“This is my home, and my daughter’s home, and she is welcome to bring her boyfriend here. If you are uncomfortable with that, you can leave while they are here. But I will not banish my own daughter from her home.”
Will he agree? Perhaps not (in fact, likely not; if he is this racist, he’s likely sexist too). But it’s important that whether or not HE understands that this is your house, YOU understand it. When you feel that “this is his house, and we are only using it by his benevolence”, that will affect how you act towards him. When you feel instead that “this is OUR house, and we are a family,” you’re more likely to stand up for what is right, stand up for your children, and not accept or enable selfishness.
Your First Responsibility is to Protect Your Children
Whether it’s a first marriage with your child’s biological parent, or a second marriage with a step-parent, your first responsibility is to protect your children. Yes, our first priority should always be to the marriage, because the marriage determines the health of all other relationships. But while the marriage is a priority, the responsibility is actually to the children. Children’s well-being trumps everything else, and when children are in danger, your job is to protect them.
In this case, I would encourage the daughter to move out, and I would support her in that. You need to get her away from her step-father, because he is not a psychologically safe person for her at all. If she cannot live on her own yet, then I would go with her, along with your other child, and support her, and separate from the husband for a time (if not permanently). He needs to reap what he is sowing. He is sowing division and discord and hatred; if he reaps division in his family, that is on him, not you. The daughter’s needs are paramount here.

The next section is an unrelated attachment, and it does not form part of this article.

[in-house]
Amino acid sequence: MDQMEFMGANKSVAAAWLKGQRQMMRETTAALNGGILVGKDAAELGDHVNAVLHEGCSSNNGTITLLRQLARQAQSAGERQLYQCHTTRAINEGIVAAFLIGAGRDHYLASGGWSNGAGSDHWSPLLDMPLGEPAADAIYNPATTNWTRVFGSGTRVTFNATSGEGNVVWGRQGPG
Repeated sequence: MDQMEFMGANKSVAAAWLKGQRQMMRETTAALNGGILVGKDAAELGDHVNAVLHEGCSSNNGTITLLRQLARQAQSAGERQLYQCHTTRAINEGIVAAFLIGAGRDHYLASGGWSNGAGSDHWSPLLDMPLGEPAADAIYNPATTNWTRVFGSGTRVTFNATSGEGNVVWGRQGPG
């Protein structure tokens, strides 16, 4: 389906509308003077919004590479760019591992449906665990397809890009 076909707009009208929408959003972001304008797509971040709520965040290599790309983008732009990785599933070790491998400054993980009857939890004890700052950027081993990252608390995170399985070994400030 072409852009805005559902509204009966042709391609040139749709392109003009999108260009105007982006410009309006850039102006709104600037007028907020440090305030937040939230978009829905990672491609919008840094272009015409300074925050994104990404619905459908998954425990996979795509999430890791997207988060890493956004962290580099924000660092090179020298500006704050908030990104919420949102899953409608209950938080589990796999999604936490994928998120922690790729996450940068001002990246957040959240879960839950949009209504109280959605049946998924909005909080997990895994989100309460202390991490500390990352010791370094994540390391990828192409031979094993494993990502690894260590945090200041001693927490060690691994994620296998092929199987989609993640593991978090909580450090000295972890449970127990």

If she were to marry this man, and have children, then your responsibility turns towards the grandchildren as well, and it is vitally important that those grandchildren never feel “less than”. If your husband insists on keeping those grandchildren from his house, or if he eventually allows them but treats them badly because of their skin colour, that is not a safe environment for those children.
Quite frankly, this is an awful situation, and I don’t completely know what I would do. But I am quite sure that I would not tolerate a man who would banish my grandchildren from my own house simply on the basis of their skin colour. I would have to draw boundaries or say something. I want to make it clear that this is never, ever acceptable, and goes completely against Scripture. Such attitudes show that you are not part of the body of Christ.
If drawing boundaries is something that confuses you, or you’re just not sure how to do it with your husband, my book 9 Thoughts That Can Change Your Marriage can help!
Do You Have a Difficult Time Standing up to your Husband?
I do not believe in separating simply because your husband is not a Christian, but I do think big steps have to be taken when the safety, including the emotional and psychological safety, of children and grandchildren is at stake. I believe that this falls into that category. I would hope that it could be resolved before anything drastic had to be done, but in this case, their emotional well-being comes first, I think.
What do you all think? What should she do about her racist husband? Let’s talk in the comments!
A Better Way to Honour God in Your Marriage: